CAREERS IN  LAND SURVEYING    

RENTON TECHNICAL COLLEGE 

3000 N.E. Fourth Street Renton, WA 98056-4195 425-235-2338 

www.rtc.edu 

   

WHAT SK

ILLS DO I NEED TO MAKE IT

WHO ARE LAND SURVEYORS???

 

Land Surveyors are professionals who measure and make maps of the land. They make angle and distance measurements to precision of a few millimeters. Surveyors also use the Global Positioning System (GPS) for many of their measurements. Surveyors set permanent markers in the ground to serve as a record of their work. You and I may use such markings to find our property lines, or to plan our building locations. Surveyors' measurements serve as the basis for nearly all maps, making it possible for these maps to be drawn in their proper scales and proportions. Surveying has been recognized as a profession throughout American history, with Presidents Washington, Jefferson and Lincoln practicing during parts of their careers. In the early 20th  Century, Surveying was often equated with Civil Engineering because of the very high dependence Civil Engineers have on Surveyors. In fact, the two disciplines were often practiced by the same persons. Land Surveying has emerged as a distinctive career in recent years due to the growing need for specialization.

N LAND SURVEYING?

It is estimated that over 100,000 persons in the United States make their careers in surveying and related fields. Because this is an information career, the demand for trained experts in the field has been steadily growing. Few persons (now possibly you) know about the opportunities in this field, but those who pursue it are highly sought after. Entry level employees often earn $25,000 to $30,000 a year, while experienced persons earn $50,000 to $60,000 or more. Some surveyors work almost completely outdoors making measurements (“field work”) while others are mostly indoors interpreting and presenting the data (“office work”). And some workers balance some indoor with some outdoor work. Surveying projects are needed almost everywhere—from the mountains to the central business district.

DO I NEED TO GO TO SCHOOL?  IF SO, WHERE?

Yes — the technical skills and knowledge required for any aspect of surveying make it very difficult to work without specialized training. One year, two years, or four years or more of full-time College level work are recommended depending on your aptitudes and career goals. To become trained you may seek a school with a program in Surveying, Geomatics or Engineering with a Survey specialization. The premier Surveying Engineering program in the Puget Sound area is at RENTON TECHNICAL COLLEGE in Renton, Washington offering an Associate of Applied Science degree in Land Surveying (to reach the instructors, call 425- 235-2338). Students taking this program have an opportunity to continue work at a four- year school to pursue a Bachelors degree. You may call the Land Surveyors’ Association of Washington or a practicing Land Surveyor to find other educational opportunities.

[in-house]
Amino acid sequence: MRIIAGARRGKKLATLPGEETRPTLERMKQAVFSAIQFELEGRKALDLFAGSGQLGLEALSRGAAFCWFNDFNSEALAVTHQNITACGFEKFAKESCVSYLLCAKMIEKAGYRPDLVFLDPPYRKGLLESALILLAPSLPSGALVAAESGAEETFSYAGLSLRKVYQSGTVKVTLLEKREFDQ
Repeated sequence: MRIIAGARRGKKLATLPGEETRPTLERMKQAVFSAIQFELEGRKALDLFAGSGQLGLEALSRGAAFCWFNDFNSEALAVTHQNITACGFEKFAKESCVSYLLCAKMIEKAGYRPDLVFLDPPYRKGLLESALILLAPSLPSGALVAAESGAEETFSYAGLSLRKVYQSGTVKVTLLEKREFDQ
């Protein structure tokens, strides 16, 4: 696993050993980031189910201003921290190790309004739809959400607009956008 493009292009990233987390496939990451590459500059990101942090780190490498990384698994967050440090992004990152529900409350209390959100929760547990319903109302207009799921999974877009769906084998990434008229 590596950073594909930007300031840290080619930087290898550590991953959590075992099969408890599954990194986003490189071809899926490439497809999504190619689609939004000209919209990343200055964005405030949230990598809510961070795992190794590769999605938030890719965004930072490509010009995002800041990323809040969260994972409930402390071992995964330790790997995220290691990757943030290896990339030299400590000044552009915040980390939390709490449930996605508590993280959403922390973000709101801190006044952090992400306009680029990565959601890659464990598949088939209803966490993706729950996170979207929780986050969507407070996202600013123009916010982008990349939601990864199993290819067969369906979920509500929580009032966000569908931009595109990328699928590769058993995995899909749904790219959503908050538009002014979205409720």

DO I NEED A LICENSE IN THIS FIELD?

You will not need a license if you work for or with a surveyor who is licensed. Many who enter this field will choose, after a minimum of eight years of experience, to take the licensing exam and become Professional Land Surveyors. This license is administered by the State Board of Registration for Engineers and Land Surveyors.

 

WHO HIRES TECHNICIANS IN THIS FIELD?

  • Land Surveying consulting firms
  • Engineering and Land Planning consulting firms
  • City and County government surveying departments
  • State, Federal, and military agencies
  • Construction Companies
  • Union Hall employment (construction surveying)
  • Self-employment if licensed DO I NEED TO GO TO

 

WHAT SKILLS DO I NEED TO MAKE IT IN SCHOOL OR ON THE JOB?

The short answer is that desire and some hard work are all that are required. But an aptitude for trigonometry and algebra can be important, as these are used daily. An interest in maps also indicates a person who may be suited for surveying. Those who desire to work outdoors can usually find plenty of such work in this field. Computer skills, especially computer- aided drafting (CAD), will also help a person hoping to enter surveying.  Some of the skills you will gain if you study surveying also relate to the following fields (to name a few):

 

Engineering

 

Real Estate

Environmental careers

Law

Astronomy

Sciences

 

Construction

Information Systems

Forestry

Navigation